Catechism of the Catholic Church | THE SEVEN SACRAMENTS OF THE
1210 Christ instituted the sacraments of the new law. There are seven:
Baptism, Confirmation (or Chrismation), the Eucharist, Penance, the
Anointing of the Sick, Holy Orders and Matrimony. The seven sacraments
touch all the stages and all the important moments of Christian
life:1 they give birth and increase, healing and mission to
the Christian's life of faith. There is thus a certain resemblance
between the stages of natural life and the stages of the spiritual
1211 Following this analogy, the first chapter will expound the three
sacraments of Christian initiation; the second, the sacraments of
healing; and the third, the sacraments at the service of communion and
the mission of the faithful. This order, while not the only one
possible, does allow one to see that the sacraments form an organic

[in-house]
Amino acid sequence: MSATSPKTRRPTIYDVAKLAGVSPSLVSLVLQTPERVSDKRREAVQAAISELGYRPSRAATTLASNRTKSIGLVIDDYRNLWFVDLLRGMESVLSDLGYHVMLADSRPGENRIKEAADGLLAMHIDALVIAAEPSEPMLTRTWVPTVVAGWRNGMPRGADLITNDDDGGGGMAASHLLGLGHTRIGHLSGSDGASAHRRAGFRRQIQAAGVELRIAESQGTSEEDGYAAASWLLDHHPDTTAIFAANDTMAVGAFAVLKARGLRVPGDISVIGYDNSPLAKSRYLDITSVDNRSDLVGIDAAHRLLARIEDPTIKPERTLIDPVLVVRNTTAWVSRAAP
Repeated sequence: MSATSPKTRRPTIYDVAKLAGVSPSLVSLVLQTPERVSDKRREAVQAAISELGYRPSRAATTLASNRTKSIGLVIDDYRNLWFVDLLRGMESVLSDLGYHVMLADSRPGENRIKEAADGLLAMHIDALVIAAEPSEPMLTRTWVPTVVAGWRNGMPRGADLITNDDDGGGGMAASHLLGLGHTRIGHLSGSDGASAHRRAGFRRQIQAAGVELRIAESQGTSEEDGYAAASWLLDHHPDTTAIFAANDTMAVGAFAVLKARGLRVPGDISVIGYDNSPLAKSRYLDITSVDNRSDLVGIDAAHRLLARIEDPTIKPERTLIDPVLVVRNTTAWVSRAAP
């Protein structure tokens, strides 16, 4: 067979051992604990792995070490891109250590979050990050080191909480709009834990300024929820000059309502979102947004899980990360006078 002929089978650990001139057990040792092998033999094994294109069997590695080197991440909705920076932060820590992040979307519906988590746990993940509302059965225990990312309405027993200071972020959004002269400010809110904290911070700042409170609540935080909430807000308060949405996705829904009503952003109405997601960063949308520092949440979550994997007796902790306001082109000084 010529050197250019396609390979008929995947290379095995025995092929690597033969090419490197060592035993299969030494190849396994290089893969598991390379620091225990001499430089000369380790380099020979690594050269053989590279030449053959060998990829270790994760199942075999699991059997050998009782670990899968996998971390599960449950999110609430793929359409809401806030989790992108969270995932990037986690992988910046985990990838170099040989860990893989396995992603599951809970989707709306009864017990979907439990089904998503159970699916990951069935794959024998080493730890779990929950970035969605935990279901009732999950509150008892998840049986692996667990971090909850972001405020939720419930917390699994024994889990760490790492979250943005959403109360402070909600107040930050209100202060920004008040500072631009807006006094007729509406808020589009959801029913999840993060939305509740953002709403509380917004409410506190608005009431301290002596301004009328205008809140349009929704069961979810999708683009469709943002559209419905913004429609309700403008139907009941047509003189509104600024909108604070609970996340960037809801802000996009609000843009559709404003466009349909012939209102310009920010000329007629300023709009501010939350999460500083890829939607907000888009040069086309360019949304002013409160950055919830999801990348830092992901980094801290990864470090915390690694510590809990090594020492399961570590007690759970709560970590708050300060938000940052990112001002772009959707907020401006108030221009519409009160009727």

whole in which each particular sacrament has its own vital place. In
this organic whole, the Eucharist occupies a unique place as the
"Sacrament of sacraments": "all the other sacraments are ordered to it
as to their end."2
1 Cf. St. Thomas Aquinas, STh III,65,1.
2 St. Thomas Aquinas, STh
The Church is a body, the Mystical Body of Christ. With this understanding, it is easy to see why not all are required to receive all the sacraments, with the ones received coming at different stages in one's Christian life, even when all the sacraments are vital for all the faithful, for the building up of the Body of Christ. cf. [Ep 4:1-16 (RSVCE)] and above: the sacraments at the service of communion and the mission of the faithful.].
For the individual, the sacraments one must (e.g. the three sacraments of Christian initiation) and can receive (e.g. marriage, holy orders, or anointing of the sick), ought to be received at the proper time for their Christian life.
Please note that in Catholicism, a lay person can be called to single life i.e. not married, not a priest, and not called to religious life.